Clojure Gazette 1.41
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Issue 1.41 --- May 28, 2013
"One of the 4 or 5 greatest user interface design minds in the world today."
--- Alan Kay
Back in 2008, I read Magic Ink . One needs a little imagination to understand what this essay was like back then. It was sparsely and tastefully designed, had margin notes, a floating table of contents, and beautiful information graphics. There was no fluff. There was only deeply researched goodness---with citations. The writing was publication-quality. Where did this come from?
The look and feel of the essay still shines, but now there is more competition for stellar design on the web. At that time, it was---or seemed to be---a message from the future where web publishing could be more expressive than print. You don't need to read it (though you should) to understand the visceral effect this essay has on the reader. The message is clear: it is the medium.
The essay touched a place in me and continues to inspire me whenever I have to build an interface or write an essay.
Bret Victor has gone on to write more essays and give several talks, each of which causes excitement and inspiration. In my mind, he is one of the few pointing the way to a long term vision of the new medium of computers.
Eric Normand __
P.S. Feel free to email me any time. I love hearing from readers.
Magic Ink: Information Software and the Graphical Interface
Interaction in software is often unnecessary and frequently used as a crutch to make up for bad information design. The concepts are presented based on deep principles of human psychology, with many examples and example redesigns of existing software interfaces. If you haven't yet, you should read it. If you have, you should read it again.
A Brief Rant on the Future of Interaction Design
Indeed a rant, this essay attempts to show how most interaction design concept videos fail to look farther than mere incremental steps. Along the way, Victor teaches us about our own humanity.
Simulation as a Practical Tool
This tool would eventually displace many symbolic forms of math, in the same way that the pocket calculator has displaced manual arithmetic methods.
Couched in a criticism of educational methods, this essay really is a call for computers to enable a new kind of mathematics and with it a new kind of thinking. Mathematicians don't think in symbols, so why should we solve problems symbolically?
L earnable Programming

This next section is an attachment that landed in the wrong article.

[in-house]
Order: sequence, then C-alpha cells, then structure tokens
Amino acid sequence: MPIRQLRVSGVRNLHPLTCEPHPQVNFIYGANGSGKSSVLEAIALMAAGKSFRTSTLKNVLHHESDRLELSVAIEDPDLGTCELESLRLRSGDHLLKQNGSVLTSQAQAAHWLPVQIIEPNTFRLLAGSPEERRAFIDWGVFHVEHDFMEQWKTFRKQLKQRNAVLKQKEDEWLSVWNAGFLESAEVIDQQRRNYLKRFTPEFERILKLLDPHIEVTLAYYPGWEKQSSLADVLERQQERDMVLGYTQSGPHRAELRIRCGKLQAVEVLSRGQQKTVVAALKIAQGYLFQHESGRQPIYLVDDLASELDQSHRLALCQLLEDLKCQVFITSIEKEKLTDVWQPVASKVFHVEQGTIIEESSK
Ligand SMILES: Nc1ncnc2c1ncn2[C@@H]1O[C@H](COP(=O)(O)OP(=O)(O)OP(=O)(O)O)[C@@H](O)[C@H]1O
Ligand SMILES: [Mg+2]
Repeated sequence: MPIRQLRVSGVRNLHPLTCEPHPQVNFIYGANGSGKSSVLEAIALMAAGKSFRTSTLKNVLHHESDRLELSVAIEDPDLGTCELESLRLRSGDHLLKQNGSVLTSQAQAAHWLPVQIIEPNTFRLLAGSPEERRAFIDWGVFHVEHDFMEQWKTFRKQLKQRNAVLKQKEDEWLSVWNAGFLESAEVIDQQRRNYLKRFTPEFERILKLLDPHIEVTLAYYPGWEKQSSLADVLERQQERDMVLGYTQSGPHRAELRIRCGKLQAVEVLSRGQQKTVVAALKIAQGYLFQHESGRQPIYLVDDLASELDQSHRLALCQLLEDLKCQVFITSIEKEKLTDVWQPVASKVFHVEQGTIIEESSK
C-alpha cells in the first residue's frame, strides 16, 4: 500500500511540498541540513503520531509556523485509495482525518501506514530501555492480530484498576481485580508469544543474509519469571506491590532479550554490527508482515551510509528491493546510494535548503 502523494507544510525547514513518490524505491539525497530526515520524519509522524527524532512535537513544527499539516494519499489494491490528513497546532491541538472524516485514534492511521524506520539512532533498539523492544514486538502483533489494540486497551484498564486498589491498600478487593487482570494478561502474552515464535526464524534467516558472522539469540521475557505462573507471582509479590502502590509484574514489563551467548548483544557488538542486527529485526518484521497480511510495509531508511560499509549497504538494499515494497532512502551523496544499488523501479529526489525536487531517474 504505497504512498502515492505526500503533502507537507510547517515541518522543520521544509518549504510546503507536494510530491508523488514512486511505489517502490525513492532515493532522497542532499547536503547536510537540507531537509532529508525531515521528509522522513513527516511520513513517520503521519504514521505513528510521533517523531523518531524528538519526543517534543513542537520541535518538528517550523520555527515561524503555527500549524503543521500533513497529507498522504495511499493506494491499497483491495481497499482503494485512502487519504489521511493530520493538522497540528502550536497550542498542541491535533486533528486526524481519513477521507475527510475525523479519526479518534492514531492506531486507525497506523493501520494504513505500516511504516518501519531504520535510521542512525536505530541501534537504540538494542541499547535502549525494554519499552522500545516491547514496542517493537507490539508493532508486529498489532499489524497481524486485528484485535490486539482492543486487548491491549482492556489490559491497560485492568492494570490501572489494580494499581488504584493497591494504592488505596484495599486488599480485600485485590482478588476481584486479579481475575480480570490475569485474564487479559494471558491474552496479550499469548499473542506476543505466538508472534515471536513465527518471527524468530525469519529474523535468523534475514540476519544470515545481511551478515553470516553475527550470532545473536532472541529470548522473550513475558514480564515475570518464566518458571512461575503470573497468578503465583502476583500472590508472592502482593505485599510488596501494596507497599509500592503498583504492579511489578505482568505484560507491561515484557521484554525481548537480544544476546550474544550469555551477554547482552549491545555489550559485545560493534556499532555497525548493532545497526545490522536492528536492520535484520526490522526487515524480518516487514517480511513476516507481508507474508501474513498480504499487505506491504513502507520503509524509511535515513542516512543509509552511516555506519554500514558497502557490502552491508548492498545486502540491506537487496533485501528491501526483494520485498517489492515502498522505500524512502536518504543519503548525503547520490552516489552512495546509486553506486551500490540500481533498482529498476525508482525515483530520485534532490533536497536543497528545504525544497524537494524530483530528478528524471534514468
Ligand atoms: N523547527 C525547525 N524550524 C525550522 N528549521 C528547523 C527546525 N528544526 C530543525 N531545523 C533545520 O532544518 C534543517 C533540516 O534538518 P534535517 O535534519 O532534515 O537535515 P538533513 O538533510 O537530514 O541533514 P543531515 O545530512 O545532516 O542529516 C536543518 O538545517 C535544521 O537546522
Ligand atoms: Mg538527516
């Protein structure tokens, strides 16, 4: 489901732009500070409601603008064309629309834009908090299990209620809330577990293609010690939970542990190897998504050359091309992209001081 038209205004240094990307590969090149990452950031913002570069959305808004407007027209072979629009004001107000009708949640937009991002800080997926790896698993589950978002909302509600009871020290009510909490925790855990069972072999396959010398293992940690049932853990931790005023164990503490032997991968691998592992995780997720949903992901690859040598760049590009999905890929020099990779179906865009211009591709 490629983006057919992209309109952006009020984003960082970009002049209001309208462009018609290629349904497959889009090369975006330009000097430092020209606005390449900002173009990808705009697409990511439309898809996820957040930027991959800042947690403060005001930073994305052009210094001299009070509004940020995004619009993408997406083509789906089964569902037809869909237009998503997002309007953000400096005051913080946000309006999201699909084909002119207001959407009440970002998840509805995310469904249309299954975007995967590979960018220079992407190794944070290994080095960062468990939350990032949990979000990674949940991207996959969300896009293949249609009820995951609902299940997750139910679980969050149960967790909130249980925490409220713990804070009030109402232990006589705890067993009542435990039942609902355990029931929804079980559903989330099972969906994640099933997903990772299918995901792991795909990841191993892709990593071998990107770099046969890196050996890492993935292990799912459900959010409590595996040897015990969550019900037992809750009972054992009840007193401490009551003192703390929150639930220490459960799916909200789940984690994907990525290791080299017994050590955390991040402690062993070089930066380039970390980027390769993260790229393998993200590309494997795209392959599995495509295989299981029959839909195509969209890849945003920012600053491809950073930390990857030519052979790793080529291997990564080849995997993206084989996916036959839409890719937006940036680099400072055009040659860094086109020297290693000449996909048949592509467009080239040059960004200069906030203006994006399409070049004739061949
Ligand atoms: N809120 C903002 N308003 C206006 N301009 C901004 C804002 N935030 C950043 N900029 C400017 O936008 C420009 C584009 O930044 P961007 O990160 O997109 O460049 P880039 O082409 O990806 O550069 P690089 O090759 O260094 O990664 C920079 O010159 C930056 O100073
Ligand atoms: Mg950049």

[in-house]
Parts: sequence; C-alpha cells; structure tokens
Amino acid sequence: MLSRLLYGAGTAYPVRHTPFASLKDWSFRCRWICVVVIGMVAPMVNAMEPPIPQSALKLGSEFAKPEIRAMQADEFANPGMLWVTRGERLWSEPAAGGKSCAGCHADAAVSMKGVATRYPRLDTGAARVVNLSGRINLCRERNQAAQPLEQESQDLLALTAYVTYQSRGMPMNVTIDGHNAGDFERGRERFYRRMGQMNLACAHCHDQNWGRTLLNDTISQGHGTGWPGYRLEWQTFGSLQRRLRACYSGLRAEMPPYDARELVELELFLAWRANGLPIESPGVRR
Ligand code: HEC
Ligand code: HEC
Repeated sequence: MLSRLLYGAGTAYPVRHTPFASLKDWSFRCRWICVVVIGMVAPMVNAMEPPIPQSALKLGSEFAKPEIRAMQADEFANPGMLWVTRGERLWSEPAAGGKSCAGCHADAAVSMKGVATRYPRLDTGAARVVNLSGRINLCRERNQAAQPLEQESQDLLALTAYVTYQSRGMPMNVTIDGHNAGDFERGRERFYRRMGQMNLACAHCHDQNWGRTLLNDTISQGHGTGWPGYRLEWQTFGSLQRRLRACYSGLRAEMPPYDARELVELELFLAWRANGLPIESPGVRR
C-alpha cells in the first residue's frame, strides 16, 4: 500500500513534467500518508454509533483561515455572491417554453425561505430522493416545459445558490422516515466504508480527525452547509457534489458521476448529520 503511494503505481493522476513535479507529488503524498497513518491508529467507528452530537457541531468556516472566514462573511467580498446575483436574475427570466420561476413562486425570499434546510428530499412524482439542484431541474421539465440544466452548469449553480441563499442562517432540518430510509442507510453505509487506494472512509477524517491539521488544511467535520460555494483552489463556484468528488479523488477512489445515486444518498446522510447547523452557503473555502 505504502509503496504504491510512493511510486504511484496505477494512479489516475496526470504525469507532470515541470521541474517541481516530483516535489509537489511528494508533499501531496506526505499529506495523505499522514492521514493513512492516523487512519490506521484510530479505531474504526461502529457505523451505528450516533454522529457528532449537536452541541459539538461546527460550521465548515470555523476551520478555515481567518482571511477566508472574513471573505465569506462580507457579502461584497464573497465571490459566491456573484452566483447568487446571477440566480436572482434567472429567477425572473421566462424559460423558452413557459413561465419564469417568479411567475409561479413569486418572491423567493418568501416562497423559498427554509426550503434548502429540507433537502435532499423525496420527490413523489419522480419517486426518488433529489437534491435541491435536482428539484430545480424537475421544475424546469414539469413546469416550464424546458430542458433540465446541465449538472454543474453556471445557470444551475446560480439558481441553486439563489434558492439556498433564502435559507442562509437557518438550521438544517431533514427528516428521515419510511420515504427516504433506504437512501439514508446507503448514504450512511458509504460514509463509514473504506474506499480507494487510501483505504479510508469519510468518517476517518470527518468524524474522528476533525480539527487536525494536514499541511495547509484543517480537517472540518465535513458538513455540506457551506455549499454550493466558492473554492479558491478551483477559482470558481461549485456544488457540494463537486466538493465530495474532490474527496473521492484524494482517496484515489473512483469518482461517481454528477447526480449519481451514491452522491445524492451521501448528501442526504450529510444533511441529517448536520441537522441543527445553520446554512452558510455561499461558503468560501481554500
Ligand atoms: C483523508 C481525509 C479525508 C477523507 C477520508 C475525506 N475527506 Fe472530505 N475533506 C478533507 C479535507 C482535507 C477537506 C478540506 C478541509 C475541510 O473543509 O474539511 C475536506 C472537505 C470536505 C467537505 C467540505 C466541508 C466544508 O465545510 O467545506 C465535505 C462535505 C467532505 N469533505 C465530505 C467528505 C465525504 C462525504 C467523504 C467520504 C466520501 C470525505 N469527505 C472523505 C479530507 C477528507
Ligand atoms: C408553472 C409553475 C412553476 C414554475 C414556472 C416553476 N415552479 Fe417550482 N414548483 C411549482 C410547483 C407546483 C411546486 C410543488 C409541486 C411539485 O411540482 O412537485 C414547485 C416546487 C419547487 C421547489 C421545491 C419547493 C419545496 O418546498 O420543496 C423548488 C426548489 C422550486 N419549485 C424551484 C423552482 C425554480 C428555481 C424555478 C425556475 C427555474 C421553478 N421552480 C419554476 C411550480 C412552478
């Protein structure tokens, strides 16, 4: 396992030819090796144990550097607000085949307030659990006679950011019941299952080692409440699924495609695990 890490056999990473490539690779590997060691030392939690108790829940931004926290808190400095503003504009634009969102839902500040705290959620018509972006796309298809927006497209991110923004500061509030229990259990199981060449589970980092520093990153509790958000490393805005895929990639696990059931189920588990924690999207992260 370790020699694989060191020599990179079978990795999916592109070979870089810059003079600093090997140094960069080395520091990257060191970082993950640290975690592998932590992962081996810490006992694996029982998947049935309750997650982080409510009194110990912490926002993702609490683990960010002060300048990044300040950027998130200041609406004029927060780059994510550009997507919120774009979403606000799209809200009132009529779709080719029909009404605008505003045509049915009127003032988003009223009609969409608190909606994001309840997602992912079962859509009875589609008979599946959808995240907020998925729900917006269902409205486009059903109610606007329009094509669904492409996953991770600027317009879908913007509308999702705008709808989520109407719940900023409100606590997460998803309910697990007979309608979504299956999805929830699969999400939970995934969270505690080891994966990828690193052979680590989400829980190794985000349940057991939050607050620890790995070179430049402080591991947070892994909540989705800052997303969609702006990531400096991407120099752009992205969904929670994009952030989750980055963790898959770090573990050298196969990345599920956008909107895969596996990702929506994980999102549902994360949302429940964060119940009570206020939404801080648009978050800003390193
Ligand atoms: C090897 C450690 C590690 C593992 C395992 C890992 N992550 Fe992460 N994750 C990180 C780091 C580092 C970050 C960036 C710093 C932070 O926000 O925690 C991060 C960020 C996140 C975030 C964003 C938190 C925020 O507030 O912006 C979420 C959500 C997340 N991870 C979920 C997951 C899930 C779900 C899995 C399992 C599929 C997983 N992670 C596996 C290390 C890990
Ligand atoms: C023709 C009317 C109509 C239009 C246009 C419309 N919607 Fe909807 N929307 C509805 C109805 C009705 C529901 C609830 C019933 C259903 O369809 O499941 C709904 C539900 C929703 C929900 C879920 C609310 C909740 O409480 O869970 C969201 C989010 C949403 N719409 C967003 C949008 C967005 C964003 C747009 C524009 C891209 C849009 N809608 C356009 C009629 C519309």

Traditional visual environments visualize the code. They visualize static structure. But that's not what we need to understand. We need to understand what the code isdoing.
This amazing critique of programming learning environments is also an example of inventing the future he would like to predict. The essay is full of interactive examples which illustrate what a programming learning environment could be.
Kill Math is my umbrella project for techniques that enable people to model and solvemeaningful problems of quantityusing concrete representations and intuition-guided exploration. In the long term, I hope to develop a widely-usable, insight-generating alternative to symbolic math.
Inventing on Principle
This video inspired Chris Granger to build Light Table . On the surface, Bret Victor shows how visualizations can help a programmer understand his/her code. The deeper message (which seems to get lost amid the oohs, aahs, and applauding) is that one can see farther by choosing a principled perspective from which to look. What principles do you live by?
Drawing Dynamic Visualizations
Bret Victor presents a tool for drawing pictures that can change in response to changes in the input data. The tool provides scientists with a more expressive way to visualize their data. In essence, Victor has created a programming language whose statements are direct manipulation of pictures (like drawing in a vector graphics tool). The notes are invaluable.
Stop Drawing Dead Fish
Bret Victor explores what makes interactive art different from previous media. He uses his own interactive animation software to demonstrate an implementation of his ideas.
Media for Thinking the Unthinkable
Victor breaks down several examples of symbolic communication and shows how using visual, interactive models clearly communicate the intent better than the purely symbolic version. Multiple visual representations take us a step in the direction of thinking new, previously unthinkable thoughts. You may want to read the notes before you watch the video.